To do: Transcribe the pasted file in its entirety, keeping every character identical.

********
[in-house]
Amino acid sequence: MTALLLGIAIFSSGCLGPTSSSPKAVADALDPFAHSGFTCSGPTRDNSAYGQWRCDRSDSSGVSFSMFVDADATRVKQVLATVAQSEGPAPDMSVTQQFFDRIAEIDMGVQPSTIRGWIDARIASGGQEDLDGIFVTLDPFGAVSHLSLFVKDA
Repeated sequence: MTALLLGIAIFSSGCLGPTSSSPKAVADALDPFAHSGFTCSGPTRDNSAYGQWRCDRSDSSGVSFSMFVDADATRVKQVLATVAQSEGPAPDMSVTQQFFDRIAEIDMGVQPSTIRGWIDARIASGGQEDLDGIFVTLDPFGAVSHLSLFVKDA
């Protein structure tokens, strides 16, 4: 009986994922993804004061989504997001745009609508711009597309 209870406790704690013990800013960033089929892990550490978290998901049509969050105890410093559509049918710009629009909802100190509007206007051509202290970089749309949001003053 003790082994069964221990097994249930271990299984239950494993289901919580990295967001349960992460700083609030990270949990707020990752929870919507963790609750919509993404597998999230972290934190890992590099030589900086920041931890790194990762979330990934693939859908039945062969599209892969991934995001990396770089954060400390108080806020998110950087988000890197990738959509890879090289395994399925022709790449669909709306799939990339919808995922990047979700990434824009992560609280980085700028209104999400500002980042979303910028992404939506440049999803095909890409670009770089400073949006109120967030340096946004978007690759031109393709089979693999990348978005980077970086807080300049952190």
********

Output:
[in-house]
Amino acid sequence: MTALLLGIAIFSSGCLGPTSSSPKAVADALDPFAHSGFTCSGPTRDNSAYGQWRCDRSDSSGVSFSMFVDADATRVKQVLATVAQSEGPAPDMSVTQQFFDRIAEIDMGVQPSTIRGWIDARIASGGQEDLDGIFVTLDPFGAVSHLSLFVKDA
Repeated sequence: MTALLLGIAIFSSGCLGPTSSSPKAVADALDPFAHSGFTCSGPTRDNSAYGQWRCDRSDSSGVSFSMFVDADATRVKQVLATVAQSEGPAPDMSVTQQFFDRIAEIDMGVQPSTIRGWIDARIASGGQEDLDGIFVTLDPFGAVSHLSLFVKDA
């Protein structure tokens, strides 16, 4: 009986994922993804004061989504997001745009609508711009597309 209870406790704690013990800013960033089929892990550490978290998901049509969050105890410093559509049918710009629009909802100190509007206007051509202290970089749309949001003053 003790082994069964221990097994249930271990299984239950494993289901919580990295967001349960992460700083609030990270949990707020990752929870919507963790609750919509993404597998999230972290934190890992590099030589900086920041931890790194990762979330990934693939859908039945062969599209892969991934995001990396770089954060400390108080806020998110950087988000890197990738959509890879090289395994399925022709790449669909709306799939990339919808995922990047979700990434824009992560609280980085700028209104999400500002980042979303910028992404939506440049999803095909890409670009770089400073949006109120967030340096946004978007690759031109393709089979693999990348978005980077970086807080300049952190």